It could be a reversal of fortune for the Oscar winning director if Alan Dershowitz has his way. The lawyer that helped overturn Claus von Bulow’s murder conviction in the 1980s is seeking to close the book on the statutory rape conviction against Roman Polanski from the late 1970s.
The director “has taken responsibility for his actions, served his sentence, and a remedy should now be fashioned by the court once and for all,” says a filing in LA Superior Court on Monday. As a part of this recent action, the Harvard teaching and hence Massachusetts-based Dershowitz is asking to be allowed to rep Polanski in front of the courts here in California. The New York Times first reported the filing.
Seeking an evidentiary hearing on whether the latest extradition attempt against Polanski this October contained false information, Dershowitz and Polanski’s other lawyers may not find the road to ending this four decades-long controversial case so straightforward. “The politics and the personalities in the Polanski case are still highly charged,” one prominent LA lawyer told me today. “In a time of the accusations we hear against (Bill) Cosby and others like Woody Allen, I think it will be difficult for Polanski’s attorneys to convince the courts to basically self investigate. Remember, this a case of someone who is seen by many as a fugitive from American justice.” The LA County District Attorney’s Office said they had no comment on the filing or the matter of the Venus In Furs director at this time.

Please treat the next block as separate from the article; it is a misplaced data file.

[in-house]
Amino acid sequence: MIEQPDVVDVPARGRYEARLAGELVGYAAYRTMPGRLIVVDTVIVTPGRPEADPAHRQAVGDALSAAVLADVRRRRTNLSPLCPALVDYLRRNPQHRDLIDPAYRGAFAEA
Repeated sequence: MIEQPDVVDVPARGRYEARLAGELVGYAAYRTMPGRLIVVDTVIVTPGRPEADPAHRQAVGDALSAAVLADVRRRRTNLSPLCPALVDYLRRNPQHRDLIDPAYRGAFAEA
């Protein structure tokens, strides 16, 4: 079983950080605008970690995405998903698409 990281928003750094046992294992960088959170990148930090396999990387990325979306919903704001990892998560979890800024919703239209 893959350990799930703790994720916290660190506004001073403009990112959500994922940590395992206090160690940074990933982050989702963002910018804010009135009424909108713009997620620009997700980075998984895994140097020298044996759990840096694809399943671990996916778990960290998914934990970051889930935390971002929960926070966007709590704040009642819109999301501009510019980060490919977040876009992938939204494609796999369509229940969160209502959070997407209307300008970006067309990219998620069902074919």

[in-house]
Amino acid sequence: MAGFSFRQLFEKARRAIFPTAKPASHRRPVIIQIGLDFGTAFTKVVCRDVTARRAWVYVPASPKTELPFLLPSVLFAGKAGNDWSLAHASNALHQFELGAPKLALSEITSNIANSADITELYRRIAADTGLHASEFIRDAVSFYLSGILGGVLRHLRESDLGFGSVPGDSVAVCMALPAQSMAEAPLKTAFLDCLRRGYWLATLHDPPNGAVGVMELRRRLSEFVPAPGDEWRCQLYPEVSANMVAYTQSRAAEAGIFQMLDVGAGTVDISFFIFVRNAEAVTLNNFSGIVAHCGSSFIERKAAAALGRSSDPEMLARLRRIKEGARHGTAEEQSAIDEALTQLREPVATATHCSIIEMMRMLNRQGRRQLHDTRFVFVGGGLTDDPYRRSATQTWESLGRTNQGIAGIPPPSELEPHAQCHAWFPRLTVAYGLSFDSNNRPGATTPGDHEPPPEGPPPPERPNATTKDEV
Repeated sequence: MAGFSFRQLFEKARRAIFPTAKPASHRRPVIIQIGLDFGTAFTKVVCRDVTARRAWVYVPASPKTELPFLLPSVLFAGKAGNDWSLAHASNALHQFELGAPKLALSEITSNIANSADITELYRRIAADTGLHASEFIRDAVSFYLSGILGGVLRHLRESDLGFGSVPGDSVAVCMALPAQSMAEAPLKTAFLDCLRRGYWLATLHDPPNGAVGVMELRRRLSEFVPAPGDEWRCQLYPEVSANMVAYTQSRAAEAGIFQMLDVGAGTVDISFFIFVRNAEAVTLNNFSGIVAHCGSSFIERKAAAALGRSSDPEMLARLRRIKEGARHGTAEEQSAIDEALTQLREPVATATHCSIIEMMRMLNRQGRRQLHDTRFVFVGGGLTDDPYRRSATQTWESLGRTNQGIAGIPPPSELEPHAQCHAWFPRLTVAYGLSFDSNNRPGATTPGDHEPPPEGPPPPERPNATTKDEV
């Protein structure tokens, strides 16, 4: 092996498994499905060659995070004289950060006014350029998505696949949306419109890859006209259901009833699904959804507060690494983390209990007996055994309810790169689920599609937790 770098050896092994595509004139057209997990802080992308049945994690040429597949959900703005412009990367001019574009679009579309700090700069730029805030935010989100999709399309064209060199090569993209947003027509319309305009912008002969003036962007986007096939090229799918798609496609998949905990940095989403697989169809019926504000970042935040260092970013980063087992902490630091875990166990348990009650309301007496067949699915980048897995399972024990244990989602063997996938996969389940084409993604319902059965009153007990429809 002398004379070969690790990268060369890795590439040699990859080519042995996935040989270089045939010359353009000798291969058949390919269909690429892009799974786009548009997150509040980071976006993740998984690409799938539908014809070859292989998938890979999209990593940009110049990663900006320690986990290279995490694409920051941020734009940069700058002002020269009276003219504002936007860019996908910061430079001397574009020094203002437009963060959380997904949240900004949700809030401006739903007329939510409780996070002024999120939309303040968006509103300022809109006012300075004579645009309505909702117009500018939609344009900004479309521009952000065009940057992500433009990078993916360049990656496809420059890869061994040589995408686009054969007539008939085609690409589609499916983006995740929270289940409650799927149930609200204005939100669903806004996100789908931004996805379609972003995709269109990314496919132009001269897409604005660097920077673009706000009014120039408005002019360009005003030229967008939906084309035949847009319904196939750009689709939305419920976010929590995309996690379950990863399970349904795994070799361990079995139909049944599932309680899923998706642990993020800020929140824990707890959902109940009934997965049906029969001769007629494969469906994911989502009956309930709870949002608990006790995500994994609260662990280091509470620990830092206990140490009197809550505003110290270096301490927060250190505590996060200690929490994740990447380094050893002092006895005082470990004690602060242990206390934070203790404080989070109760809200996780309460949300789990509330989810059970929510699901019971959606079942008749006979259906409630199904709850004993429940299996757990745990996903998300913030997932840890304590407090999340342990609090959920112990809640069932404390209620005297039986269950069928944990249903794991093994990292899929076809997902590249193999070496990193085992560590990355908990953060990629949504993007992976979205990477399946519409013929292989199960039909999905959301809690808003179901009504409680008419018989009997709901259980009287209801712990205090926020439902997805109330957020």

Convicted on five charges stemming from having sex with 13-year old Samantha Gailey on March 10, 1977, the then 43-year old director made a plea deal that saw him pleading guilty to having unlawful sex intercourse with a minor. However, after feeling the judge in the case had moved the legal goal posts on him, Polanski fled America and the near certainty of a prison stretch in 1978. He has fought extradition from Europe repeatedly since, most recently in a prolonged case in 2009 and 2010 back when Steve Cooley was still LA County DA.
Sure to set off a firestorm, the 133-page motion this week not only opens old claims that the 1978 case was riddled with violations of the Chinatown and Pianist director’s rights, but raises more recent questions over the ultimately unsuccessful 2009 attempt to bring Polanski back to the U.S. With previously revealed information from a former PIO of the LA Superior Court as back-up, Monday’s filing alleges that then overseeing Judge Peter Espinoza prejudiced the case by nursing the notion of having Polanski “cool his heels in jail” for a while if he did come back Stateside, among other acts.
With the motion Monday, the matter of Roman Polanski and his slippery legal saga is once again before a U.S. judge. American justice, your move.
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